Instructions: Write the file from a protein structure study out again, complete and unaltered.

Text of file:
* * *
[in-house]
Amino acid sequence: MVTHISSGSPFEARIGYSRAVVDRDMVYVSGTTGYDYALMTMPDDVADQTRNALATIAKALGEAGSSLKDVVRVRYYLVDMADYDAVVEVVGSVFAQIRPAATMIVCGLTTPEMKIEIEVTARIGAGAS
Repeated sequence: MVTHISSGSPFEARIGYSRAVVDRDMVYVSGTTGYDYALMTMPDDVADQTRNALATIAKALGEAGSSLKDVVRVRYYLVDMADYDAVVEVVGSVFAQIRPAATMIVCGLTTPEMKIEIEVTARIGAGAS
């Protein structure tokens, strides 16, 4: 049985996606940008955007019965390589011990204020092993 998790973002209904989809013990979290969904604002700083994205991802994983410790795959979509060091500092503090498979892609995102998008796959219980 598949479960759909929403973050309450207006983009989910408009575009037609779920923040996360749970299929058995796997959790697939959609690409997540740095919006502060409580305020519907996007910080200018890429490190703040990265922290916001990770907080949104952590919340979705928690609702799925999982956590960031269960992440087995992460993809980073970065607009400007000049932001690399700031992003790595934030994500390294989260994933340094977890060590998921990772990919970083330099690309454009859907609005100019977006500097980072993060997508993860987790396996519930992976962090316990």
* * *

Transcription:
[in-house]
Amino acid sequence: MVTHISSGSPFEARIGYSRAVVDRDMVYVSGTTGYDYALMTMPDDVADQTRNALATIAKALGEAGSSLKDVVRVRYYLVDMADYDAVVEVVGSVFAQIRPAATMIVCGLTTPEMKIEIEVTARIGAGAS
Repeated sequence: MVTHISSGSPFEARIGYSRAVVDRDMVYVSGTTGYDYALMTMPDDVADQTRNALATIAKALGEAGSSLKDVVRVRYYLVDMADYDAVVEVVGSVFAQIRPAATMIVCGLTTPEMKIEIEVTARIGAGAS
């Protein structure tokens, strides 16, 4: 049985996606940008955007019965390589011990204020092993 998790973002209904989809013990979290969904604002700083994205991802994983410790795959979509060091500092503090498979892609995102998008796959219980 598949479960759909929403973050309450207006983009989910408009575009037609779920923040996360749970299929058995796997959790697939959609690409997540740095919006502060409580305020519907996007910080200018890429490190703040990265922290916001990770907080949104952590919340979705928690609702799925999982956590960031269960992440087995992460993809980073970065607009400007000049932001690399700031992003790595934030994500390294989260994933340094977890060590998921990772990919970083330099690309454009859907609005100019977006500097980072993060997508993860987790396996519930992976962090316990």